The Mars Rover Opportunity, originally designed by NASA to trundle around the Martian landscape for just three months, sent its final image in June 2018 after a staggering 15 years of operation.

Evidence gathered by the six-wheeled vehicle indicated that Mars was once a more homo-sapien friendly environment than it is today. An unremitting dust storm ultimately led to its demise. On Tuesday night, a final series of wake up commands, along with a song (Billie Holiday’s “I’ll Be Seeing You”) were sent to the veteran rover but no reply was received.

Head of these NASA missions, Thomas Zurbuchen, broke the news to the opportunity team at the Jet Propulsion Laboratory of the Space Agency in Pasadena, California. He announced the demise of “our beloved opportunity”.
Opportunity survived her twin rover “Spirit” by several years. The two rovers landed on opposite sides of the planet in 2004 for a mission that was designed to last 90 days (1 Martian day lasts 39 minutes longer than a day on Earth). In the end, Opportunity set endurance and distance records that will not be broken for years to come. Altogether the rover covered a distance of 45 kilometres on Mars and remained operational longer than any other extraterrestrial planetary rover. Equipped with cameras and instruments at the end of a robotic arm, Opportunity was designed to study the geology of Mars. It could grind away at surface material, record microscopic images and analyze the composition of rocks and soil samples.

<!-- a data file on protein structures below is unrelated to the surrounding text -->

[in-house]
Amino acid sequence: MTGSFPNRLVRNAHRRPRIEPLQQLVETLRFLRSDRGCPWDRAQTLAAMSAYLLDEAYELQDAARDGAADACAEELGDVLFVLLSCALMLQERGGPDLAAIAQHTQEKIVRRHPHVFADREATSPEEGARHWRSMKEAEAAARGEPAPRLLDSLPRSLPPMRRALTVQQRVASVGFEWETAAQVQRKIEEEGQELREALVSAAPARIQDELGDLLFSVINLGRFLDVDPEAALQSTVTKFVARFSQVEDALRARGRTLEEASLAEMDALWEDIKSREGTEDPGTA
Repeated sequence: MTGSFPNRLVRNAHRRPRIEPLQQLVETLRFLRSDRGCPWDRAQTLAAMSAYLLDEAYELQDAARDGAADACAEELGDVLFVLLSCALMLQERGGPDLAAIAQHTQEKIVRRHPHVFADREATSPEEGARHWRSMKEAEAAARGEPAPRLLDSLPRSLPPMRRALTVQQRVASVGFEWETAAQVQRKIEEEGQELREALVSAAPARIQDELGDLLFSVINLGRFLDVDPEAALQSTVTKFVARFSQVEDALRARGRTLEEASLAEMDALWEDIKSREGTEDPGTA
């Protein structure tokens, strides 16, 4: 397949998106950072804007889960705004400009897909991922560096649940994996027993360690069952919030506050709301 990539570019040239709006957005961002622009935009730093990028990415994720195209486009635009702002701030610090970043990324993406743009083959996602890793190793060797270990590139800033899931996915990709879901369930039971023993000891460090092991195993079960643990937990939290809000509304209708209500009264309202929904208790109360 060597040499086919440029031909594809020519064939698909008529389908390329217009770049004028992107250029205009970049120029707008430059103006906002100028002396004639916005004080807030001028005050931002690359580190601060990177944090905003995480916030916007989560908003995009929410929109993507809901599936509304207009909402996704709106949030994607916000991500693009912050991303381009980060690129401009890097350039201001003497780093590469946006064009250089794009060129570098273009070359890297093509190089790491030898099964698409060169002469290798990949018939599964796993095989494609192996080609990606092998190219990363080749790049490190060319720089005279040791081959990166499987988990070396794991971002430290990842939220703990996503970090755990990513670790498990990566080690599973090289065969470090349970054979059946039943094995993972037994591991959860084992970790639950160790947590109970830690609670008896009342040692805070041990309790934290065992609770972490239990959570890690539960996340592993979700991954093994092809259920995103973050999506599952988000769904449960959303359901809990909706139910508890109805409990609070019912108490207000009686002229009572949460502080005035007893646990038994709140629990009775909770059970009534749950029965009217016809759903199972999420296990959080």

Its greatest achievement, along with its sister rover Spirit, was to reveal that in earlier times water had flowed across the Martian surface, leaving a tantalising hint that maybe microbiological life has also evolved…

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